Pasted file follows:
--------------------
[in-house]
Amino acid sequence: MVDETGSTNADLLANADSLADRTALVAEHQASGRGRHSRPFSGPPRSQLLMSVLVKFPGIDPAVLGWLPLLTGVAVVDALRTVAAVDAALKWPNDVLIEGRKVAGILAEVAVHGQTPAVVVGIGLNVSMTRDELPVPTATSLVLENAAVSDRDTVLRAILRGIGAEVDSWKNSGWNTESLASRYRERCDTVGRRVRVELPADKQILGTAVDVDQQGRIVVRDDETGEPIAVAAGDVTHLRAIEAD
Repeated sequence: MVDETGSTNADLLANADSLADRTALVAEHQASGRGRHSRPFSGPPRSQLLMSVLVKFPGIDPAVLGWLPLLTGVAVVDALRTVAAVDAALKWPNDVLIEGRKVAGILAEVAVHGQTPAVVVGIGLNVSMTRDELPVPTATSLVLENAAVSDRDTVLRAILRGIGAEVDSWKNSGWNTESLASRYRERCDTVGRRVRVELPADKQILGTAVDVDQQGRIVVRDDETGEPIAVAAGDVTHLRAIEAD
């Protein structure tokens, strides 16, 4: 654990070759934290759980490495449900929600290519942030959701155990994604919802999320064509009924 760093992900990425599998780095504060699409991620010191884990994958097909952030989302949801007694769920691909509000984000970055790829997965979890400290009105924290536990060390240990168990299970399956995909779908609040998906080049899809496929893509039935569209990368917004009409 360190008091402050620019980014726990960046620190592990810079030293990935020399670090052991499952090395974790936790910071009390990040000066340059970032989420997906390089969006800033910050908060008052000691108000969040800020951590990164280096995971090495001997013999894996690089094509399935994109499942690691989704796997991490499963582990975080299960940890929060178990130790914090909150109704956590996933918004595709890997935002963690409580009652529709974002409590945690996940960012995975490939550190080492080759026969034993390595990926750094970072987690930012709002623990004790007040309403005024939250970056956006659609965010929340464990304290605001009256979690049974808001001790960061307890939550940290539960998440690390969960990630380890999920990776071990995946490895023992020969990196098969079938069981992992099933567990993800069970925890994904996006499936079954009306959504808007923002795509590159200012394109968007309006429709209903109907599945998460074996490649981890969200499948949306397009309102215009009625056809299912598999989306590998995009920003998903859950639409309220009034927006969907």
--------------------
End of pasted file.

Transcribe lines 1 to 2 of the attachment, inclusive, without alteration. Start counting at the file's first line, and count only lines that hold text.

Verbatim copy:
[in-house]
Amino acid sequence: MVDETGSTNADLLANADSLADRTALVAEHQASGRGRHSRPFSGPPRSQLLMSVLVKFPGIDPAVLGWLPLLTGVAVVDALRTVAAVDAALKWPNDVLIEGRKVAGILAEVAVHGQTPAVVVGIGLNVSMTRDELPVPTATSLVLENAAVSDRDTVLRAILRGIGAEVDSWKNSGWNTESLASRYRERCDTVGRRVRVELPADKQILGTAVDVDQQGRIVVRDDETGEPIAVAAGDVTHLRAIEAD